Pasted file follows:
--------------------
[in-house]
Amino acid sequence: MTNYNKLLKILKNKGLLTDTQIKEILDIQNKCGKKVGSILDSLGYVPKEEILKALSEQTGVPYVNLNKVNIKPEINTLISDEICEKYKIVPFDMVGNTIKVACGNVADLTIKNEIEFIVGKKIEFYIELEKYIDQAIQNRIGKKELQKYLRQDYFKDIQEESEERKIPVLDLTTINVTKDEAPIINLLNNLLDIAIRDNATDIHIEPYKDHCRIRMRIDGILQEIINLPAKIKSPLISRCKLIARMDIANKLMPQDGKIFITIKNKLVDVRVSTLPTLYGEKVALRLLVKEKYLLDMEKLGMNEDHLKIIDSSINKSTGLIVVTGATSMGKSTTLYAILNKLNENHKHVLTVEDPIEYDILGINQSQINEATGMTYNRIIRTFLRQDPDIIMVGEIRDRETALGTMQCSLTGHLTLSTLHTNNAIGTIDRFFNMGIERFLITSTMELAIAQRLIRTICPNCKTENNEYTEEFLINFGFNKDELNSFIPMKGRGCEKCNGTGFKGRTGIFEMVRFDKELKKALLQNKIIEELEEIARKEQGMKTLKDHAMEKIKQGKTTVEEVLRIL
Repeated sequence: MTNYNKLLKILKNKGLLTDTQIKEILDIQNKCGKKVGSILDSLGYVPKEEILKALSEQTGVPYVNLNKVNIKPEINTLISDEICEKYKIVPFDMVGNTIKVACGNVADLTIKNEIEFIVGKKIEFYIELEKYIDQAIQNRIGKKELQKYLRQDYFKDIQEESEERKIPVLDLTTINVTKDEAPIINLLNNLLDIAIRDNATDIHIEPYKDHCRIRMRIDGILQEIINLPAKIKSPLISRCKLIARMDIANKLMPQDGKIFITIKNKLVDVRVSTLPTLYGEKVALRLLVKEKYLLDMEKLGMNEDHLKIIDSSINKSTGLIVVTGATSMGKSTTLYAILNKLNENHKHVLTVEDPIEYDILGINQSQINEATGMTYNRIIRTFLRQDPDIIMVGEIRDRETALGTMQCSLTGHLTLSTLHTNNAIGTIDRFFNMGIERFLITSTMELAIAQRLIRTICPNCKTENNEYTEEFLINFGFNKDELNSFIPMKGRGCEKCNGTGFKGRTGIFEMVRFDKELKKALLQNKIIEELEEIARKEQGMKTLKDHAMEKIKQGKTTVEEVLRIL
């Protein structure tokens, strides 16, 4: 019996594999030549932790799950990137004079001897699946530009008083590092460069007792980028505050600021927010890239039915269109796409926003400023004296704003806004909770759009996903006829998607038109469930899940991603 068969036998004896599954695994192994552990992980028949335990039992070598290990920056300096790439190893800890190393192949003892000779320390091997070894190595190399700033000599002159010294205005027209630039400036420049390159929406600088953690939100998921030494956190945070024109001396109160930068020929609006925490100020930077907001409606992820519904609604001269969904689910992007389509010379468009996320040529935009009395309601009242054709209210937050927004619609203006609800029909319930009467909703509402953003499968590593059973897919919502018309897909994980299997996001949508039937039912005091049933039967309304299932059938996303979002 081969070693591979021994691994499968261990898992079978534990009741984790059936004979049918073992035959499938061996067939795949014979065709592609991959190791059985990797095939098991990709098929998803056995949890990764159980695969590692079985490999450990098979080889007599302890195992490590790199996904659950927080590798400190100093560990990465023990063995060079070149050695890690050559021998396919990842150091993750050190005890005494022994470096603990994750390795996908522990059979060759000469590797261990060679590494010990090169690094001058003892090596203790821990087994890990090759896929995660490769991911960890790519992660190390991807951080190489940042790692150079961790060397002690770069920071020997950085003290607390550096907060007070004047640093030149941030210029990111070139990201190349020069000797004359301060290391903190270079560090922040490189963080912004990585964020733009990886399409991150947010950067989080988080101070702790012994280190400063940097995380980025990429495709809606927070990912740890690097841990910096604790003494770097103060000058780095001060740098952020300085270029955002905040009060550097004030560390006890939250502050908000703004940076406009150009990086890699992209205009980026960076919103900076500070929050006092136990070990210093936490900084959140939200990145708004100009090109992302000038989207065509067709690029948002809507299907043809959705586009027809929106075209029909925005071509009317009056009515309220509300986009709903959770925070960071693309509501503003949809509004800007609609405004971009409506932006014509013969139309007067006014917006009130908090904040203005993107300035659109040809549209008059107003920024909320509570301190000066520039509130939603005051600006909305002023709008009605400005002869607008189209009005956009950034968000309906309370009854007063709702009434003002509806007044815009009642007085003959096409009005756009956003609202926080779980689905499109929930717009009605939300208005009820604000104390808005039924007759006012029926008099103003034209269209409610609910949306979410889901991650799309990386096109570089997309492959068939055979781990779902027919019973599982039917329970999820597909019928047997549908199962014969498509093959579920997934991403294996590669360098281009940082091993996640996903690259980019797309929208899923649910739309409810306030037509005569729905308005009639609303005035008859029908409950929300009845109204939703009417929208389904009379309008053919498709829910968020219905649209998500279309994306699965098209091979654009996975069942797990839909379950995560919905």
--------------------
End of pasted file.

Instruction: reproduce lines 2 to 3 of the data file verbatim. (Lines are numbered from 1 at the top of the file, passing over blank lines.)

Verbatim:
Amino acid sequence: MTNYNKLLKILKNKGLLTDTQIKEILDIQNKCGKKVGSILDSLGYVPKEEILKALSEQTGVPYVNLNKVNIKPEINTLISDEICEKYKIVPFDMVGNTIKVACGNVADLTIKNEIEFIVGKKIEFYIELEKYIDQAIQNRIGKKELQKYLRQDYFKDIQEESEERKIPVLDLTTINVTKDEAPIINLLNNLLDIAIRDNATDIHIEPYKDHCRIRMRIDGILQEIINLPAKIKSPLISRCKLIARMDIANKLMPQDGKIFITIKNKLVDVRVSTLPTLYGEKVALRLLVKEKYLLDMEKLGMNEDHLKIIDSSINKSTGLIVVTGATSMGKSTTLYAILNKLNENHKHVLTVEDPIEYDILGINQSQINEATGMTYNRIIRTFLRQDPDIIMVGEIRDRETALGTMQCSLTGHLTLSTLHTNNAIGTIDRFFNMGIERFLITSTMELAIAQRLIRTICPNCKTENNEYTEEFLINFGFNKDELNSFIPMKGRGCEKCNGTGFKGRTGIFEMVRFDKELKKALLQNKIIEELEEIARKEQGMKTLKDHAMEKIKQGKTTVEEVLRIL
Repeated sequence: MTNYNKLLKILKNKGLLTDTQIKEILDIQNKCGKKVGSILDSLGYVPKEEILKALSEQTGVPYVNLNKVNIKPEINTLISDEICEKYKIVPFDMVGNTIKVACGNVADLTIKNEIEFIVGKKIEFYIELEKYIDQAIQNRIGKKELQKYLRQDYFKDIQEESEERKIPVLDLTTINVTKDEAPIINLLNNLLDIAIRDNATDIHIEPYKDHCRIRMRIDGILQEIINLPAKIKSPLISRCKLIARMDIANKLMPQDGKIFITIKNKLVDVRVSTLPTLYGEKVALRLLVKEKYLLDMEKLGMNEDHLKIIDSSINKSTGLIVVTGATSMGKSTTLYAILNKLNENHKHVLTVEDPIEYDILGINQSQINEATGMTYNRIIRTFLRQDPDIIMVGEIRDRETALGTMQCSLTGHLTLSTLHTNNAIGTIDRFFNMGIERFLITSTMELAIAQRLIRTICPNCKTENNEYTEEFLINFGFNKDELNSFIPMKGRGCEKCNGTGFKGRTGIFEMVRFDKELKKALLQNKIIEELEEIARKEQGMKTLKDHAMEKIKQGKTTVEEVLRIL